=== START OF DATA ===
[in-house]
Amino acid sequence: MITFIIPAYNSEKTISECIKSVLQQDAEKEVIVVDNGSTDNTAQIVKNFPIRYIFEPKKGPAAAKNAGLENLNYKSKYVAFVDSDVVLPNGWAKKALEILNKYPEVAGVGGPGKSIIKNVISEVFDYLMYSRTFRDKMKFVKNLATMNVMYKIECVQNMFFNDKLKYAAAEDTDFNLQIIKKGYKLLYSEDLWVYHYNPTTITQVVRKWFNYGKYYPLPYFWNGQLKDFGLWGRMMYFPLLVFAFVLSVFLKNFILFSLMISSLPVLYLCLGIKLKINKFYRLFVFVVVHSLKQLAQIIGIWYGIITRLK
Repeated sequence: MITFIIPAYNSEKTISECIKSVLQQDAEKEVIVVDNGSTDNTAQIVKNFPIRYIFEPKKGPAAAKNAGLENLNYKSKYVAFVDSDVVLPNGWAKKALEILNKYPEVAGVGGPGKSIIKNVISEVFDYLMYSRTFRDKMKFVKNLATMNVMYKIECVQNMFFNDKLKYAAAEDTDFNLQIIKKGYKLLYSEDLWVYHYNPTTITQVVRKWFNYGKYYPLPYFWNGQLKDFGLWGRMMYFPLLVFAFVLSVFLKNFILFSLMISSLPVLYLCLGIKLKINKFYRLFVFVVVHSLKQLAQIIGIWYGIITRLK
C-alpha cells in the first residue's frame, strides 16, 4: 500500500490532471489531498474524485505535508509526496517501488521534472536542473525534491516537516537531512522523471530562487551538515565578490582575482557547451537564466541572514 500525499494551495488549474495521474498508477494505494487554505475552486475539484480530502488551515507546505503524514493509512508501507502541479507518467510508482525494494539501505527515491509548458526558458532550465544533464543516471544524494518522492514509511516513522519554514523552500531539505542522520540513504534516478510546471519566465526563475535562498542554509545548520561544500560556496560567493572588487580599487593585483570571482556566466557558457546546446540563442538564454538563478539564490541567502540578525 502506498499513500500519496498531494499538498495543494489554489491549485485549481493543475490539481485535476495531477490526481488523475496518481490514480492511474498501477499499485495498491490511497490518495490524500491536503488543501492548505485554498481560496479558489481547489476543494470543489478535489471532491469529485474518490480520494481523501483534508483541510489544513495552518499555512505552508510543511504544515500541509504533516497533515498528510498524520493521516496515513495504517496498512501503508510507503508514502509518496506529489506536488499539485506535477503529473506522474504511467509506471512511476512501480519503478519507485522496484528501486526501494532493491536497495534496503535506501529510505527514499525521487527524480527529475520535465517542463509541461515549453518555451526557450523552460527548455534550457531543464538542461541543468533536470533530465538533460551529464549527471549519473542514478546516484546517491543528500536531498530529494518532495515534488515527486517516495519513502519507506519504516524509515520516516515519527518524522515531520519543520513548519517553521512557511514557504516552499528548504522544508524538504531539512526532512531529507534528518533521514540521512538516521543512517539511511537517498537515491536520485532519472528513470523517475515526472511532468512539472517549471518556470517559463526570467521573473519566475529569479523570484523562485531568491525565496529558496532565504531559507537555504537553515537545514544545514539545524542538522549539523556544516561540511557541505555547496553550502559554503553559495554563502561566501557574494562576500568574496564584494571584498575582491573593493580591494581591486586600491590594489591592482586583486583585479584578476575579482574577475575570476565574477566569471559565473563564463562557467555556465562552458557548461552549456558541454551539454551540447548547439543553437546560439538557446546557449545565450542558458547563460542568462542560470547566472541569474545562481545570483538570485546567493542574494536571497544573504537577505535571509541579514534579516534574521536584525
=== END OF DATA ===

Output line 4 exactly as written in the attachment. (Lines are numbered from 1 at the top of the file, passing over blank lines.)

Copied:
C-alpha cells in the first residue's frame, strides 16, 4: 500500500490532471489531498474524485505535508509526496517501488521534472536542473525534491516537516537531512522523471530562487551538515565578490582575482557547451537564466541572514 500525499494551495488549474495521474498508477494505494487554505475552486475539484480530502488551515507546505503524514493509512508501507502541479507518467510508482525494494539501505527515491509548458526558458532550465544533464543516471544524494518522492514509511516513522519554514523552500531539505542522520540513504534516478510546471519566465526563475535562498542554509545548520561544500560556496560567493572588487580599487593585483570571482556566466557558457546546446540563442538564454538563478539564490541567502540578525 502506498499513500500519496498531494499538498495543494489554489491549485485549481493543475490539481485535476495531477490526481488523475496518481490514480492511474498501477499499485495498491490511497490518495490524500491536503488543501492548505485554498481560496479558489481547489476543494470543489478535489471532491469529485474518490480520494481523501483534508483541510489544513495552518499555512505552508510543511504544515500541509504533516497533515498528510498524520493521516496515513495504517496498512501503508510507503508514502509518496506529489506536488499539485506535477503529473506522474504511467509506471512511476512501480519503478519507485522496484528501486526501494532493491536497495534496503535506501529510505527514499525521487527524480527529475520535465517542463509541461515549453518555451526557450523552460527548455534550457531543464538542461541543468533536470533530465538533460551529464549527471549519473542514478546516484546517491543528500536531498530529494518532495515534488515527486517516495519513502519507506519504516524509515520516516515519527518524522515531520519543520513548519517553521512557511514557504516552499528548504522544508524538504531539512526532512531529507534528518533521514540521512538516521543512517539511511537517498537515491536520485532519472528513470523517475515526472511532468512539472517549471518556470517559463526570467521573473519566475529569479523570484523562485531568491525565496529558496532565504531559507537555504537553515537545514544545514539545524542538522549539523556544516561540511557541505555547496553550502559554503553559495554563502561566501557574494562576500568574496564584494571584498575582491573593493580591494581591486586600491590594489591592482586583486583585479584578476575579482574577475575570476565574477566569471559565473563564463562557467555556465562552458557548461552549456558541454551539454551540447548547439543553437546560439538557446546557449545565450542558458547563460542568462542560470547566472541569474545562481545570483538570485546567493542574494536571497544573504537577505535571509541579514534579516534574521536584525